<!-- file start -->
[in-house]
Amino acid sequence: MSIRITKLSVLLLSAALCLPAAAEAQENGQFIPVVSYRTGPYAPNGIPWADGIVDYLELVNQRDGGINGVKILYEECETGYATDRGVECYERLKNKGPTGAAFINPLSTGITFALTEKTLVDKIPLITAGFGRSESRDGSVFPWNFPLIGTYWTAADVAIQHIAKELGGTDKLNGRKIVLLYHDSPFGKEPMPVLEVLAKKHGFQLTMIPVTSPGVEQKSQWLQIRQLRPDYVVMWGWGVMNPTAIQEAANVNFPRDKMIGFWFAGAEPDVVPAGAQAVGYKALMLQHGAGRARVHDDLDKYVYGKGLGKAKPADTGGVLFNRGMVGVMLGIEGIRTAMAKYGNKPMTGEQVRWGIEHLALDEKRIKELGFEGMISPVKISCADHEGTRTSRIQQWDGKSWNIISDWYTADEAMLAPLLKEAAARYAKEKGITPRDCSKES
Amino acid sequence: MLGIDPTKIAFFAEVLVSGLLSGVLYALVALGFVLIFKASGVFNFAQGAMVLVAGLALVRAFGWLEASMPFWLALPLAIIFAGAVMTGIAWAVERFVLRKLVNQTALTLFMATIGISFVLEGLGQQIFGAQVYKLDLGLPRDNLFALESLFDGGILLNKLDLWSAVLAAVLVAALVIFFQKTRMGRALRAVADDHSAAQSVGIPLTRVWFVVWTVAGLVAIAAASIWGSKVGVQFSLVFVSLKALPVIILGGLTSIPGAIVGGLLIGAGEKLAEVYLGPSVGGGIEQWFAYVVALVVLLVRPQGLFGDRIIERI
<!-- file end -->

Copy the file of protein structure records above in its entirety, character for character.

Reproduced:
[in-house]
Amino acid sequence: MSIRITKLSVLLLSAALCLPAAAEAQENGQFIPVVSYRTGPYAPNGIPWADGIVDYLELVNQRDGGINGVKILYEECETGYATDRGVECYERLKNKGPTGAAFINPLSTGITFALTEKTLVDKIPLITAGFGRSESRDGSVFPWNFPLIGTYWTAADVAIQHIAKELGGTDKLNGRKIVLLYHDSPFGKEPMPVLEVLAKKHGFQLTMIPVTSPGVEQKSQWLQIRQLRPDYVVMWGWGVMNPTAIQEAANVNFPRDKMIGFWFAGAEPDVVPAGAQAVGYKALMLQHGAGRARVHDDLDKYVYGKGLGKAKPADTGGVLFNRGMVGVMLGIEGIRTAMAKYGNKPMTGEQVRWGIEHLALDEKRIKELGFEGMISPVKISCADHEGTRTSRIQQWDGKSWNIISDWYTADEAMLAPLLKEAAARYAKEKGITPRDCSKES
Amino acid sequence: MLGIDPTKIAFFAEVLVSGLLSGVLYALVALGFVLIFKASGVFNFAQGAMVLVAGLALVRAFGWLEASMPFWLALPLAIIFAGAVMTGIAWAVERFVLRKLVNQTALTLFMATIGISFVLEGLGQQIFGAQVYKLDLGLPRDNLFALESLFDGGILLNKLDLWSAVLAAVLVAALVIFFQKTRMGRALRAVADDHSAAQSVGIPLTRVWFVVWTVAGLVAIAAASIWGSKVGVQFSLVFVSLKALPVIILGGLTSIPGAIVGGLLIGAGEKLAEVYLGPSVGGGIEQWFAYVVALVVLLVRPQGLFGDRIIERI